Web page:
How to do a horseback safari in the Waterberg

Posted by Kelly Robertson on 22 July 2013

“I’ll only get on the oldest, laziest one you’ve got.” This was the non-negotiable condition set in stone by my sister as we prepared ourselves for a horse-back safari ride. I beamed at the thought of getting back in the saddle, whereas she was concentrating on psyching herself up to surrender her safety and morning to a horse named Nelson.

We were lapping up the warm winter sunshine and African bush sights, smells and sounds on a weekend away at The Ant Collection Bush Homes  set on a private game reserve in the Waterberg. What sets it apart from other safari lodges comes on four legs with a mane and tail. The horse-back safari rides were said to be a “must-do”, and so it was that we found ourselves donned in riding helmets and mounted on game-watching vehicles of the equestrian variety. (Not in Limpopo? Read: horseback safari in Kwa-Zulu Natal.)

From atop my safari horse, I was part of that African bush. We comfortably clip-clopped our way into the game reserve in single file and were immediately immersed in our wild surroundings. There was something soothing yet invigorating about feeling the morning breeze on my face, smelling the hint of a blackjack bush nearby and whipping my head around to every rustle and twig-breaking noise to see what could have caused it. I was alert to the bushveld’s every communication.

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Game-viewing from horseback

My sister and Nelson got better acquainted just in front of me while I had a prime view of his rear end and the Waterberg mountain range in the distance. She cooed her expectations of a quiet, slow and calm ride to him while sitting like a pro in the cowboy-style saddle and concentrated on relaxing into the ride. At Ant’s,  guests can custom design their activities and experiences to suit their own preferences and personalities. If a fast-paced, heart-racing, adrenalin-focused ride (including canters along the plains and even some water-crossings) is your order of the day, just say the word and it will be so. In our case, this ride had to be custom-made, slow and steady or else my sister would scorn the guides for breaking her trust and never be able to look at Nelson or any other horse with affection again. We got what she ordered: a game-watching horse-ride at an easy pace and all the perks of great wildlife sightings along the way too. It was just perfect.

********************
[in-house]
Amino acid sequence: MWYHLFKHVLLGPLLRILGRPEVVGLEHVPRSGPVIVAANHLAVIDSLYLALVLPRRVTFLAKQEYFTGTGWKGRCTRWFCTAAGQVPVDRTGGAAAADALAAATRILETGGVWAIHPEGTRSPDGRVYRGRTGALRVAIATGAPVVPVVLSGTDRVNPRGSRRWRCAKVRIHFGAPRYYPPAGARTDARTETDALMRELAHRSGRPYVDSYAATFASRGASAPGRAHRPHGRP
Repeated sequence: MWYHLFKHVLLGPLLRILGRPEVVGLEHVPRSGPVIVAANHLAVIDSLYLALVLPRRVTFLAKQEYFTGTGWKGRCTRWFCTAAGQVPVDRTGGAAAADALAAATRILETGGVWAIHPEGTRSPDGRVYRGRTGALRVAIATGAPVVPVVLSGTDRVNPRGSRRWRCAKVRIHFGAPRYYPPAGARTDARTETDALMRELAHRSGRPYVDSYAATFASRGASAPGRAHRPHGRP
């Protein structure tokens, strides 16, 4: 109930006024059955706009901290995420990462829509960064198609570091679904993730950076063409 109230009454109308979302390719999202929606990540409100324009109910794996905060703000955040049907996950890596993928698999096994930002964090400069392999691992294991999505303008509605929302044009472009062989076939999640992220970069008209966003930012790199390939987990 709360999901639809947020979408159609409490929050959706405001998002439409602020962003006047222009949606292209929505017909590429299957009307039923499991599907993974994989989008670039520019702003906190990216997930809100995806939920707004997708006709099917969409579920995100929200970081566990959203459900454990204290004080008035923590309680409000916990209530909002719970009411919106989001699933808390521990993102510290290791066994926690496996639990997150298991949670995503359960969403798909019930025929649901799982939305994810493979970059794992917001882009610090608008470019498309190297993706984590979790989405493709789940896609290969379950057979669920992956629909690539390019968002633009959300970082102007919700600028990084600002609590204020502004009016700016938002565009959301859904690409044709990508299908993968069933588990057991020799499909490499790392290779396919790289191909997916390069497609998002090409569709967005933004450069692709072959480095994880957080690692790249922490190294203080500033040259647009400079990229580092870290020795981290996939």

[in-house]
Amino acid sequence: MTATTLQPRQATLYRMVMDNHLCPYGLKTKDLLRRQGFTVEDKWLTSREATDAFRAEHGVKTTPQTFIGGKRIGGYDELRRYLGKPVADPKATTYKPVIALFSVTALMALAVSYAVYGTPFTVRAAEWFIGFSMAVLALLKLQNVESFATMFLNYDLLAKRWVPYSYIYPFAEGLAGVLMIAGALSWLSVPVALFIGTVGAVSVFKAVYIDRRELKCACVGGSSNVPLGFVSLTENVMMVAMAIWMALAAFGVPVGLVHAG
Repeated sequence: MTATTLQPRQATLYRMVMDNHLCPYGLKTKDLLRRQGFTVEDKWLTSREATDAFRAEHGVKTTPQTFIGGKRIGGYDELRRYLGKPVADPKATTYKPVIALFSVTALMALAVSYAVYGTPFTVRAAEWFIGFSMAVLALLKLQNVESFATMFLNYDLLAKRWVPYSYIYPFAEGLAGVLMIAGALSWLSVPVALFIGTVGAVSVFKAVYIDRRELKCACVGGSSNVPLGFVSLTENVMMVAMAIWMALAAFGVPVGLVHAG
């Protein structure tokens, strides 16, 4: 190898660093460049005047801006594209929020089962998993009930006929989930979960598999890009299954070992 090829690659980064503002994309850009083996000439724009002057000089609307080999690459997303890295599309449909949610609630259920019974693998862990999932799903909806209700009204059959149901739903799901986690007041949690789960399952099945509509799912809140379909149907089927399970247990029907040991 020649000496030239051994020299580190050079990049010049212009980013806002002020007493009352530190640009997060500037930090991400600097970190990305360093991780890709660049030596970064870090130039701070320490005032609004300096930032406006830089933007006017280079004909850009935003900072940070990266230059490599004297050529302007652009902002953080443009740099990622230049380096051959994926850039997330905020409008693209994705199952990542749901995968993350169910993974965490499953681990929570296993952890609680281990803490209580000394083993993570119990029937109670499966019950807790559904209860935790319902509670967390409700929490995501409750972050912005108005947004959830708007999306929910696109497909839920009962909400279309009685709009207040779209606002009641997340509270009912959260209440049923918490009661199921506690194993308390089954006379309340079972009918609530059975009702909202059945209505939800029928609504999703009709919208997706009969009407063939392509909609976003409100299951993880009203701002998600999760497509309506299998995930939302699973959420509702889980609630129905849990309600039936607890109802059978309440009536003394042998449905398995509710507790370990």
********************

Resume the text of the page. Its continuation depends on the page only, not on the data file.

As my tall, chestnut horse, Kariba, plodded past a mother zebra, they nodded to each other and muttered their greetings. I wonder what they were saying about us in their low-toned language. The zebra and her foal were completely at ease around us and we got closer to them than I have ever managed on any game-drive. I could make out their long, thick eyelashes and count the stripes on their barrel-shaped bodies. The horses are the calming factor in these encounters as the wildlife accept them as equals and don’t see them or their riders as a threat.

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Rhinos drinking at a waterhole on the reserve

The Waterberg Biosphere is home to over 40 species of game including the rare sable antelope, 300 species of migrant birds and over 2000 different plant, tree and grass species. We passed by some of these as they went about their usual morning’s business. We had a staring contest with a stunning, big waterbuck male and watched a warthog family who seemed to mimic our single-file formation as they jogged off, but with tails in the air. A small herd of blue wildebeest showed off by prancing around in front of us but our horses were difficult judges to impress and moved off without giving the beasts much attention. The trees were alive with bird chatter and squirrels busied themselves with their to-do lists too.

The safari ride was a definite highlight of our weekend at Ant’s. The rest of our time there was a combination of a great game drives, striking sunset views (including one seen from our outdoor bath) and a dinner out in the bush under the starred duvet of the Milky Way. But the most memorable views were still from atop that safari horse named Kariba.

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A bath with a view at Ant's Hill

Featured image credit: The Ant’s Collection

 The Ant’s Collection

Contact

Tel. 014-755-3584, email [email protected]www.waterberg.net

For more accomodation option in Waterberg, check out Getaway Accomodation.

 

 






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